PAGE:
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Teleology and Teleological Explanations

Explanation by design, or teleology, is "the use of design, purpose, or utility as an explanation of any natural phenomenon" (Webster's Third New International Dictionary, 1966). An object or a behavior is said to be teleological when it gives evidence of design or appears to be directed toward certain ends. For example, the behavior of human beings is often teleological. A person who buys an airplane ticket, reads a book, or cultivates the earth is trying to achieve a certain end: getting to a given city, acquiring knowledge, or getting food. Objects and machines made by people also are usually teleological: a knife is made for cutting, a clock is made for telling time, a thermostat is made to regulate temperature. Similarly features of organisms are teleological as well: a bird's wings are for flying, eyes are for seeing, kidneys are constituted for regulating the composition of the blood. The features of organisms that may be said to be teleological are those that can be identified as adaptations, whether they are structures like a wing or a hand, or organs like a kidney, or behaviors like the courtship displays of a peacock. Adaptations are features of organisms that have come about by natural selection because they serve certain functions and thus increase the reproductive success of their carriers.

Inanimate objects and processes (other than those created by people) are not teleological in the sense just explained because we gain no additional scientific understanding by perceiving them as directed toward specific ends or for serving certain purposes. The configuration of a sodium chloride molecule (common salt) depends on the structure of sodium and chlorine, but it makes no sense to say that that structure is made up so as to serve a certain purpose, such as tasting salty. Similarly, the shape of a mountain is the result of certain geological processes, but it did not come about so as to serve a certain purpose, such as providing slopes suitable for skiing. The motion of the earth around the sun results from the laws of gravity, but it does not exist in order that the seasons may occur. We may use sodium chloride as food, a mountain for skiing, and take advantage of the seasons, but the use that we make of these objects or phenomena is not the reason why they came into existence or why they have certain configurations. On the other hand, a knife and a car exist and have particular configurations precisely in order to serve the purposes of cutting and transportation. Similarly, the wings of birds came about precisely because they permitted flying, which was reproductively advantageous. The mating display of peacocks came about because it increased the chances of mating and thus of leaving progeny.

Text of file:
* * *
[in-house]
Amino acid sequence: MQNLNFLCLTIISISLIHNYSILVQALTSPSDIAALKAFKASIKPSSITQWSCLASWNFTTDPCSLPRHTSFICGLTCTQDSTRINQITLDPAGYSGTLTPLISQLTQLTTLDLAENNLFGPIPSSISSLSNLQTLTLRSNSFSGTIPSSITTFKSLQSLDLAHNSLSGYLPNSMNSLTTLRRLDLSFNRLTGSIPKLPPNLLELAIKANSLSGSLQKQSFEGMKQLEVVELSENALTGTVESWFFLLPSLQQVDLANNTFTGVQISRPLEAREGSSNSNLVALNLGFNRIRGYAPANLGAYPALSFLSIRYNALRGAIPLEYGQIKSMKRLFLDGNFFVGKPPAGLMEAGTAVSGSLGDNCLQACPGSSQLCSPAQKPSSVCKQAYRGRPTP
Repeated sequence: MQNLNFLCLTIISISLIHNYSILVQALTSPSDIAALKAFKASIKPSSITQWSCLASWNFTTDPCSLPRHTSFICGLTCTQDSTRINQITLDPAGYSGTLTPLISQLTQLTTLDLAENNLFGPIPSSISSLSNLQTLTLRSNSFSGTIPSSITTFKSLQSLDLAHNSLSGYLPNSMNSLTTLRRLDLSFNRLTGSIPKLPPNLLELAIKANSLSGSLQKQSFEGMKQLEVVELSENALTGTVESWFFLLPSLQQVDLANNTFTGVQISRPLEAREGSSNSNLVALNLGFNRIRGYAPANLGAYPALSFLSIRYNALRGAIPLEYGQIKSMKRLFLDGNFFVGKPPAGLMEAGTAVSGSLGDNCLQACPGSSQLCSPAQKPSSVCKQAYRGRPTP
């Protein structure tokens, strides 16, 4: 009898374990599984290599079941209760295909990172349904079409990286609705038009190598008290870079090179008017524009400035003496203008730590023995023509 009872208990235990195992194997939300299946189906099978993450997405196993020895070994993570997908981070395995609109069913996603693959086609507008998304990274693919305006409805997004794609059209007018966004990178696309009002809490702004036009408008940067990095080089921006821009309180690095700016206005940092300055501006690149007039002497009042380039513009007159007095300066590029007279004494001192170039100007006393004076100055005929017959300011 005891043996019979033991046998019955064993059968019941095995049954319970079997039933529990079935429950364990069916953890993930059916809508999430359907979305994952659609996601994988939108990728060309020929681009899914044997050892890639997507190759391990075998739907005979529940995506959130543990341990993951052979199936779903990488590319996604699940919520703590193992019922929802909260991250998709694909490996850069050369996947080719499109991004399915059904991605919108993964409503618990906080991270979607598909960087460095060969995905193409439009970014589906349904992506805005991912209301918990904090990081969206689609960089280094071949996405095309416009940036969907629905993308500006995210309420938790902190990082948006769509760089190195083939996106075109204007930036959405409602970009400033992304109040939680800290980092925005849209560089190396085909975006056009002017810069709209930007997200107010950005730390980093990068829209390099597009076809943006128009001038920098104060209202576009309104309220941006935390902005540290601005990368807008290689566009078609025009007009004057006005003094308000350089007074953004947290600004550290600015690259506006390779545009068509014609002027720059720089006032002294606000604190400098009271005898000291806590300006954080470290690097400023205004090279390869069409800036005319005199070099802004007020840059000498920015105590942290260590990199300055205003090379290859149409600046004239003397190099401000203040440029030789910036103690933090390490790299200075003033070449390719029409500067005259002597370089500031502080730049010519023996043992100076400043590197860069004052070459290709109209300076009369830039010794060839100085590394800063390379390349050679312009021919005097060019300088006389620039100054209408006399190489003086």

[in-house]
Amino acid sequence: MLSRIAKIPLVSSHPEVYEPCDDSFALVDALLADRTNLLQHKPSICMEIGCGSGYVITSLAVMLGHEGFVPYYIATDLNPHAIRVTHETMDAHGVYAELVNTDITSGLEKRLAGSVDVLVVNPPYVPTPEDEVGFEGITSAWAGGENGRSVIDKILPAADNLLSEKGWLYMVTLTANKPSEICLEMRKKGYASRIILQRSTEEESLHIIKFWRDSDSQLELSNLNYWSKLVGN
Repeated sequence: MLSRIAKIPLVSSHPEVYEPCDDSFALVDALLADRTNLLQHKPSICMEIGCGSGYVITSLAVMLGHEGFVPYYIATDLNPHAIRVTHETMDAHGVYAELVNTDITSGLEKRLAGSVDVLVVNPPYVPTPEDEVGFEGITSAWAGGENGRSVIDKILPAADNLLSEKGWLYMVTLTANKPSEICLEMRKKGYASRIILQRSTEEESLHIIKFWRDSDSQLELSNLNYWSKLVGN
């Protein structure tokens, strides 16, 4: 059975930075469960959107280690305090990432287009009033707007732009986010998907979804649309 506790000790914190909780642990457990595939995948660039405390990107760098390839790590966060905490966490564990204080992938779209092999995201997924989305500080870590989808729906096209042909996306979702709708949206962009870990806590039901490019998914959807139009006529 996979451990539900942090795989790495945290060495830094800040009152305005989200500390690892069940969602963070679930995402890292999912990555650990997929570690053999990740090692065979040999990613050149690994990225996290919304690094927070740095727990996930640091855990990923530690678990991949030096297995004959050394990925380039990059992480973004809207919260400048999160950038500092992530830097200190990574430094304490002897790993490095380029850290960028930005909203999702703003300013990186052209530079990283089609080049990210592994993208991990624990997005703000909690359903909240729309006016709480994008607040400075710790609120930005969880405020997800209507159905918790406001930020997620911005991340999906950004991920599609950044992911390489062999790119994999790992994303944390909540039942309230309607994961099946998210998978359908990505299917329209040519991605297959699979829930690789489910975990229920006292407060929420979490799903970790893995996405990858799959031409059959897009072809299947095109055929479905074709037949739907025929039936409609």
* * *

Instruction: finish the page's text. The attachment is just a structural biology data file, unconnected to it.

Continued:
The previous comments point out the essential characteristics of teleological phenomena, which may be encompassed in the following definition: "Teleological explanations account for the existence of a certain feature in a system by demonstrating the feature's contribution to a specific property or state of the system." Teleological explanations require that the feature or behavior contribute to the persistence of a certain state or property of the system: wings serve for flying; the sharpness of a knife serves for cutting. Moreover, and this is the essential component of the concept, this contribution must be the reason why the feature or behavior exists at all: the reason why wings came to be is because they serve for flying; the reason why a knife is sharp is that it is intended for cutting.